An IBM Blockchain DevOps service will also enable blockchain applications to be deployed on the z, ensuring an additional level of security, availability and performance for handling sensitive and regulated data. Blockchain applications can access existing transactions on distributed servers and z through APIs to support new payment, settlement, supply chain, and business processes.

Use Blockchain on the z to create and manage Blockchain networks to power the emerging new classes of distributed ledger applications.  According to IBM, developers can create digital assets and the accompanying business logic to more securely and privately transfer assets among members of a permissioned Blockchain network. Using fully integrated DevOps tools for creating, deploying, running, and monitoring Blockchain applications on IBM Cloud, data centers can enable applications to be deployed on the z. Through the Watson IoT Platform, IBM will make it possible for information from devices such as RFID-based locations, barcode scans, or device-recorded data to be used with IBM Blockchain.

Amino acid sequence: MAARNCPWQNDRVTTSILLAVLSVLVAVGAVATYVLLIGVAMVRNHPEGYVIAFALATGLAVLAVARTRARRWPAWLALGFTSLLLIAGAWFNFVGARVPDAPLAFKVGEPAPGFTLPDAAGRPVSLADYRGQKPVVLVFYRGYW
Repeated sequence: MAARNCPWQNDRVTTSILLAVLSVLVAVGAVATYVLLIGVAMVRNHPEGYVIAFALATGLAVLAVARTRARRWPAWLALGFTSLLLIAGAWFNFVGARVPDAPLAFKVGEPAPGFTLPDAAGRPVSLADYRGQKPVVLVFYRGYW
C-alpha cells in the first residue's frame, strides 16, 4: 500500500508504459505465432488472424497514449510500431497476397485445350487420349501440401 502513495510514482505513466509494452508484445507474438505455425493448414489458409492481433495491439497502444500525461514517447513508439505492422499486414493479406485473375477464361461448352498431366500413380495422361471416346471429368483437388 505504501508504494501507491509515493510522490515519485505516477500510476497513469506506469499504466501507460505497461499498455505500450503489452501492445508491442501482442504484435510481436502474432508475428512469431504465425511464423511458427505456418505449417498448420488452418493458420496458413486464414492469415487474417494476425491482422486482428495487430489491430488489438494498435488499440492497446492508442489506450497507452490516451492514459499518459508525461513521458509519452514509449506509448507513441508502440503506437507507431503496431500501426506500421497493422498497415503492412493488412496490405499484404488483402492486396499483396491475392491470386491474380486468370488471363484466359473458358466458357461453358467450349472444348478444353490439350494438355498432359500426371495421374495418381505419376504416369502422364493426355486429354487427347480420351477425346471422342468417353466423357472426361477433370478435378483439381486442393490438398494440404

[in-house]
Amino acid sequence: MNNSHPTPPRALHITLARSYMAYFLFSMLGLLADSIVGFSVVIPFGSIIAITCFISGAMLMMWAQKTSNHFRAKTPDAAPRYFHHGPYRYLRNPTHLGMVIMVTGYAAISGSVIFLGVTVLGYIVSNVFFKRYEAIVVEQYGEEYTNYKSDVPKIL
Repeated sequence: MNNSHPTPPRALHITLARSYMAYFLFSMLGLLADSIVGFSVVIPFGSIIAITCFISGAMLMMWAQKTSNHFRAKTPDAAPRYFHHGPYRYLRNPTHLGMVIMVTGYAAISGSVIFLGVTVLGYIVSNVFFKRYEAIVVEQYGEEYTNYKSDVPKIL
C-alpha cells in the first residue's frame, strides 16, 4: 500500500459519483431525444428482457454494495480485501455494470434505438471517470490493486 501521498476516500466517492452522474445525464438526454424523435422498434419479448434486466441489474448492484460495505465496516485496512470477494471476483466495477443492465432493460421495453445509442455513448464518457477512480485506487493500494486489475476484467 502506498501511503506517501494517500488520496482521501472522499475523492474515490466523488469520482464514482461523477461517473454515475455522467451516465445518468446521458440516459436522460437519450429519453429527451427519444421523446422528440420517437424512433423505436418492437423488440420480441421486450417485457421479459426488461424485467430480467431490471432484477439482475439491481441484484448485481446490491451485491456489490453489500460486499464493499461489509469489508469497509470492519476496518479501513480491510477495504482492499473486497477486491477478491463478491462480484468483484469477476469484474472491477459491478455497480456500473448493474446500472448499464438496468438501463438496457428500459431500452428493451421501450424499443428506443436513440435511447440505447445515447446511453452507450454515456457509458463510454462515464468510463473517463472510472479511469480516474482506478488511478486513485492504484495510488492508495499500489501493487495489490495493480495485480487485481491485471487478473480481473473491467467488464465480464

However, Blockchain remains nascent technology. Although the main use cases already are being developed and deployed many more ideas for blockchain systems and applications are only just being articulated. Nobody, not even the Linux Foundation, knows what ultimately will shake out. Blockchain enables developers to easily build secure distributed ledgers that can be used to exchange most anything of value fast and securely. Now is the time for data center managers at z shops to think what they might want to do with such extremely secure transactions on their z.

DancingDinosaur is Alan Radding, a veteran information technology analyst and writer. Please follow DancingDinosaur on Twitter, @mainframeblog. See more of his IT writing at technologywriter.com and here.